Australian Lawmakers Now Free to Breastfeed in Parliament

Illustration for article titled Australian Lawmakers Now Free to Breastfeed in Parliament

Life’s a little less logistically complicated for the nursing mothers of the Australian House of Representatives, who—thanks to new, deliberately more family-friendly policies—can now breastfeed in chambers instead of having to trudge back to their offices.


That’s according to ABC. 40 out of 150 members of the Australian House of Representatives are female; previously, if they had to step out and nurse were permitted to vote via proxy. But that didn’t always quite get the job done, apparently:

The changes come after some controversy surrounding Assistant Treasurer Kelly O’Dwyer, who was last year asked whether she had considered expressing more milk to avoid missing her parliamentary duties.

A previous parliamentary paper listed numerous examples of serving politicians bringing their children into the chamber, including Senator Sarah Hanson-Young, who was forced to remove her then two-year-old during a division in June 2009.

“No member, male or female, will ever be prevented from participating fully in the operation of the Parliament by reason of having the care of a baby,” said Leader of the House Christopher Pyne as he announced the change. “It’ll be a long time, and possibly never, before this job is truly family-friendly, but this is a significant way of trying to improve,” said opposition leader Tony Burke.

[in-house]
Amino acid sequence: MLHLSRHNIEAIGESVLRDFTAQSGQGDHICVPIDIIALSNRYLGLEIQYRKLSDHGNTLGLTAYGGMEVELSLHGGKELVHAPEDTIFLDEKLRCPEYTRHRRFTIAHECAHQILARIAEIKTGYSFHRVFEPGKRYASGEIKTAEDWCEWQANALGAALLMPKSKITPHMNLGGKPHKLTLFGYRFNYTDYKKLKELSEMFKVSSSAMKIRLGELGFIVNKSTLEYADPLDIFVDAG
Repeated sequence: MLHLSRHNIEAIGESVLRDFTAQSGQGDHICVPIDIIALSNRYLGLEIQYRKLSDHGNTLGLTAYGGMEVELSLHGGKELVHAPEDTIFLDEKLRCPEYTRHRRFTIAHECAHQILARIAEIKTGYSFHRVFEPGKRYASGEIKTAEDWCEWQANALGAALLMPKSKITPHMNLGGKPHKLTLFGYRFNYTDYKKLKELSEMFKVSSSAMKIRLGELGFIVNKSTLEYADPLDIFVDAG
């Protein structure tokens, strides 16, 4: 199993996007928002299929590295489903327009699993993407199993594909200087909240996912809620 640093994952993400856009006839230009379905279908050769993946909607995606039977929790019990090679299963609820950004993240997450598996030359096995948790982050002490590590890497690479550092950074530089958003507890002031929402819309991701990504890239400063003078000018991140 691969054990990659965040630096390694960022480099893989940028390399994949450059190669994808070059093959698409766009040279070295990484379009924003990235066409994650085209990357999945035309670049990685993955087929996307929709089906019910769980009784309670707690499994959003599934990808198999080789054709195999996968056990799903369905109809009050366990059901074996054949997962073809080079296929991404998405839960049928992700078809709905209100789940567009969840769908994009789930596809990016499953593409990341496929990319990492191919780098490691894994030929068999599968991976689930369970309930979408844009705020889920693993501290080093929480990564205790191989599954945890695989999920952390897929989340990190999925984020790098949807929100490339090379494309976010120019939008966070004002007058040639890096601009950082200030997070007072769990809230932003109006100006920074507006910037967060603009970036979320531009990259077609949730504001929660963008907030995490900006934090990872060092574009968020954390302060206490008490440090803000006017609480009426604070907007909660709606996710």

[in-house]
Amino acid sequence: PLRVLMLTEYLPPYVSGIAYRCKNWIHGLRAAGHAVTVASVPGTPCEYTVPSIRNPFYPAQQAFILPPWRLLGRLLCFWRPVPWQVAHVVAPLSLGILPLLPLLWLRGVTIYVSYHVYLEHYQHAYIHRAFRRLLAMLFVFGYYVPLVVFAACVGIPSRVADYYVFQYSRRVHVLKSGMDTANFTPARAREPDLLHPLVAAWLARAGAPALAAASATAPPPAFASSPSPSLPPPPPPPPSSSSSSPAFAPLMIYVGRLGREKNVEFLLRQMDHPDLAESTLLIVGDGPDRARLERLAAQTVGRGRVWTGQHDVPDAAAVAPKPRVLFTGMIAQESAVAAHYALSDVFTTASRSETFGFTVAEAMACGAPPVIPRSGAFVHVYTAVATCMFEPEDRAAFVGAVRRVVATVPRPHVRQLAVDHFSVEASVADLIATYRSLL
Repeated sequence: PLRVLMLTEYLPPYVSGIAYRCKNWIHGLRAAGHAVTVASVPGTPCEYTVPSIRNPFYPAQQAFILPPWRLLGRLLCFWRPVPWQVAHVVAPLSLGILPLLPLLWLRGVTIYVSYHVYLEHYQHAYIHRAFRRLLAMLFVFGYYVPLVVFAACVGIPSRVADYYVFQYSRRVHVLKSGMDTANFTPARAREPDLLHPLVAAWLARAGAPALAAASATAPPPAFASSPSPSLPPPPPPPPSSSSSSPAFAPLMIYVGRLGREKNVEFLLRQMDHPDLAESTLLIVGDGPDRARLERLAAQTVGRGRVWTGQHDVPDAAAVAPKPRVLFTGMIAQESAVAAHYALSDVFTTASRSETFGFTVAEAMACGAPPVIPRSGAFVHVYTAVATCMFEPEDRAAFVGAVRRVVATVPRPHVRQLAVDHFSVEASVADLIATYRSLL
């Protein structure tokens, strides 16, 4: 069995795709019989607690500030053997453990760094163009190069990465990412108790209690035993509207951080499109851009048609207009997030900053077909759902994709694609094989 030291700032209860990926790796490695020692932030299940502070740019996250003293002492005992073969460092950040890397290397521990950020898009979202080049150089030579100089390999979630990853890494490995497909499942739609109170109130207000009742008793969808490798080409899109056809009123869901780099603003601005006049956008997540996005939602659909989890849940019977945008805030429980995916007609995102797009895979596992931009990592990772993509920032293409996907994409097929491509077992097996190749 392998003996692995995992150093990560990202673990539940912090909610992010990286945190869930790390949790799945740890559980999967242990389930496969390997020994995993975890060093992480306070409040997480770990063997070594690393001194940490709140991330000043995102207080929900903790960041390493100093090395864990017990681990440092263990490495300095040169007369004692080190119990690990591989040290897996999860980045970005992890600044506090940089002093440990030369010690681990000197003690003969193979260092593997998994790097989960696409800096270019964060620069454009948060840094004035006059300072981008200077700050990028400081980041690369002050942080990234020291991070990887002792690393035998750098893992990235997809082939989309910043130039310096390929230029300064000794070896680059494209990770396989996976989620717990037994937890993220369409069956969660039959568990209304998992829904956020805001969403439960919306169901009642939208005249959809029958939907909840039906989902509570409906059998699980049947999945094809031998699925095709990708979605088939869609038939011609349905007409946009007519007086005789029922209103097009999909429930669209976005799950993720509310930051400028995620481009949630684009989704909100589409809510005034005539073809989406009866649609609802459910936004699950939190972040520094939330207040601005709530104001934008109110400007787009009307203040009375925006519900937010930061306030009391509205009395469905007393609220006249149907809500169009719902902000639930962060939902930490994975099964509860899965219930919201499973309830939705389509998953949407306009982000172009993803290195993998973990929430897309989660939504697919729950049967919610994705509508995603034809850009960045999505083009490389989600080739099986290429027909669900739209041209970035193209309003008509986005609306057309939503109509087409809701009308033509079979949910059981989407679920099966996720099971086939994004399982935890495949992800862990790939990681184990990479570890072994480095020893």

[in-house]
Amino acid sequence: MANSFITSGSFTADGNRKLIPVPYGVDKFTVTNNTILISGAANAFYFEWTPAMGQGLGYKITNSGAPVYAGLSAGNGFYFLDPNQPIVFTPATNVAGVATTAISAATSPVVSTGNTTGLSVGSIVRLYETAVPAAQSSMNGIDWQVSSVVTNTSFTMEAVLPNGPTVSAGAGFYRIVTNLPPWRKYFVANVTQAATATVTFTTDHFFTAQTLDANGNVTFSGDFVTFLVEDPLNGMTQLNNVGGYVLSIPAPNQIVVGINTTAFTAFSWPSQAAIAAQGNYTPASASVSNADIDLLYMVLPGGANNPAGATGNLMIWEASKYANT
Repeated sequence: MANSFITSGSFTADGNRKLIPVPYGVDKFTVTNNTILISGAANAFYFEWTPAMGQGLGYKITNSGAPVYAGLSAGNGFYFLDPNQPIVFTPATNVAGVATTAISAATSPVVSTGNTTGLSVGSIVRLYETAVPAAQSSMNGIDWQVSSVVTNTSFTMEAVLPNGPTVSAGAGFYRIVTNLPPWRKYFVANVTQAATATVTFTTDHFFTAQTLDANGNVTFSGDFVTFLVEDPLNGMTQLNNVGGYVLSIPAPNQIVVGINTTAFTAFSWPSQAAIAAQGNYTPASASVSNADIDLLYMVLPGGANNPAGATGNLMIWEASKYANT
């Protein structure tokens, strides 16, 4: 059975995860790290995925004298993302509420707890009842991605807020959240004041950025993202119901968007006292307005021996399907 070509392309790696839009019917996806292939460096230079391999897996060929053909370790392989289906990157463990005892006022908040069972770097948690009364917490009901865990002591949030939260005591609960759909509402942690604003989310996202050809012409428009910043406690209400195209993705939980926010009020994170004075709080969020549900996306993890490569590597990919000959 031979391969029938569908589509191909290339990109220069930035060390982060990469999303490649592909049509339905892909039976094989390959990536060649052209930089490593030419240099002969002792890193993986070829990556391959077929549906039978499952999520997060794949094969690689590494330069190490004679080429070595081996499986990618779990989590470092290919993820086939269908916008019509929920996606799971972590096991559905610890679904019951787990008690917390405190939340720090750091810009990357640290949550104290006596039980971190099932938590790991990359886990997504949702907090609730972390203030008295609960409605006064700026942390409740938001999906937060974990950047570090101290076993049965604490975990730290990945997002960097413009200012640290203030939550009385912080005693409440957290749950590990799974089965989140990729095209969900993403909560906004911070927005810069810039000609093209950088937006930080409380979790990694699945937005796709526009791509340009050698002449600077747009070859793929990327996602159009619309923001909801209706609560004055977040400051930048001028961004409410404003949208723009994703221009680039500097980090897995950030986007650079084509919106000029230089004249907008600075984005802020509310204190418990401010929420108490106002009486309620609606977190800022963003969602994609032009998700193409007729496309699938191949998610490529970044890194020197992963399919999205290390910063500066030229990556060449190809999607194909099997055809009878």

Not that the moms pleased with the change are necessarily planning on taking advantage. Said Kate Ellis, the AP reports: “While I support maximum flexibility for parents in the workplace, I have absolutely no plans to take my child into the chamber if I can avoid it.” Understandable; after a certain point you’d probably run for public office just to get five minutes to yourself.

As the changes only apply to the House of Representatives, unfortunately the women of the Australian Senate are still, thus far, out of luck.

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Photo via AP Images.


Rainy Morning

Infants don’t belong in the workplace. All women in Australia receive 18 weeks of paid maternal leave and members of the Australian parliament are among the highest-paid lawmakers in the world, earning $195, 130. That’s more than enough money to arrange childcare when parliament is in session.